There are not as many moments in life where there is raw and forthcoming two-way communication as there ought to be. It’s beautiful and liberating. I hope everyone can practice this more often, losing our facades and just let ourselves and let others be.
Life, liberty, and the pursuit of happiness. These inalienable rights as put forth in the Declaration of Independence by our founding fathers have become truisms. But, being a truism doesn’t mean that these freedoms are always there for us to enjoy. Yes, there can be forces from the outside which threaten these rights, but do not underestimate the forces from within. Sometimes, unbeknownst to our conscious, we create an internal system of shackles that impede our potential freedom and happiness in this life. Let your inner authenticity thrive.
…is simple, spontaneous, unconditional happiness. To feel happy not because one has accomplished a big goal but for no reason at all is in my opinion the sensation to live for. It is an acceptance of ourselves and appreciation of the forces bigger than us. The glory of a clear sunny day after consecutive days of Spring showers is not to be underestimated. We can be happy just to exist, just to be a minuscule part of this magic. Perhaps it is the motivation to witness another clear sunny day that drives us to carry on.
Can they coexist? Well, 21st century hipster culture has certainly proved itself capable. Hipster culture is embodied by food trucks cooking up instagram-friendly fusion foods and coffeehouses serving pricey brews in an industrial setting, among other examples. This culture of juxtaposition is at the heart of the millennial generation. Perhaps, it is a call for help? A sign of being lost and confused? Of having no firm traditions to hold onto for comfort as when one opens up anything and everything to objective analysis, almost no tradition of yesteryear seems like they were founded on firm grounds. Alas, to build anew involves pairing previously contradictory items to bring shock to the system, in hopes that this experimentation will yield something that can be held onto. Perhaps the millennial generation will not find a single yield from the process to be satisfactory, but rather what defines them is this journey of innovation instead. Of course, innovation is not new (*chuckle*), but it is the particular class of millennial innovation, which is not often first-order innovation such as inventing the wheel itself, but rather innovation of the second or third order, such as using old wheels as legs of a cafe table.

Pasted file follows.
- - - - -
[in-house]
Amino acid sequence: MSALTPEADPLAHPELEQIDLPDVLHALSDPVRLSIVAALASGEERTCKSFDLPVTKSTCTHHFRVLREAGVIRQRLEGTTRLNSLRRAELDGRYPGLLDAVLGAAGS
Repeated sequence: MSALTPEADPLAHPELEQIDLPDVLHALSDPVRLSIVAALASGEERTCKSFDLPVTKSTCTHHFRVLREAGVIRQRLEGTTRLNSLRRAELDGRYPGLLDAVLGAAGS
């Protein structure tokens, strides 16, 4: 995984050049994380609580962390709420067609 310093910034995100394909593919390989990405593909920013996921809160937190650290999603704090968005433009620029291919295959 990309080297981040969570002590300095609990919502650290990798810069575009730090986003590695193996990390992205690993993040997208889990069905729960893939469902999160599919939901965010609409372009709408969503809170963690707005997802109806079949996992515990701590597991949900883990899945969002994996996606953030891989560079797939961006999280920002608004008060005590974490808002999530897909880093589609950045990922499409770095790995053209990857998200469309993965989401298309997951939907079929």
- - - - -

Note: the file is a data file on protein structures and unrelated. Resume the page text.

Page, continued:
Ever since a good friend and amateur bassist introduced me to the sound of the double bass last year, I’ve simply been drawn to it. Its complex and storied sound feels aged like fine wine. In particular, I appreciate jazzy solos where the instrument is plucked and tapped rather than played using a bow as in more classical pieces. In these pieces, the double bass itself feels as if it has a soul that is being expressed by the musician’s masterful interpretation. I only wish I could find more solos online. I wish to share some of my double bass love. Solos by the master, Stanley Clarke, were my first exposure, and only seem to get better with each time that I listen to them. This piece by Israeli bassist, Adam Ben Ezra, is lighthearted and catchy.
It has taken me long enough, but I finally listened to Solange’s music. I regret that my subconscious mind unfairly dismissed her all these years as a lesser-known version of Beyonce. Solange is art. I became curious when her ‘Cranes in the Sky’ won a Grammy in for RnB this year. To be honest, I’d never really understood what constitutes RnB and when I listened to ‘Cranes in the Sky’ for the first time, I couldn’t understand its appeal nor could I appreciate the music video. However, going back to Solange’s works from a few years prior, suddenly her art clicked for me: Lovers in a Parking Lot (2013) really did it for me. I really like the song’s apparent use of rhythmic beats and finally understood the meaning of RnB. Moreover, her funky and eclectic music video really resonates with me. In contrast to Beyonce’s artfully polished music videos, I find Solange’s music videos to be a more authentic expression. After going through her earlier works and gaining a better understanding her artistic style, I’ve also come to appreciate her recent works such as ‘Cranes in the Sky’. Her authenticity and individuality are what make her art.
Scrolling through my newsfeed, I caught a glimpse of a video of a commentator commenting on what it means to be a millennial. It seems there is an obsession with defining this generation. That’s probably a topic for another post.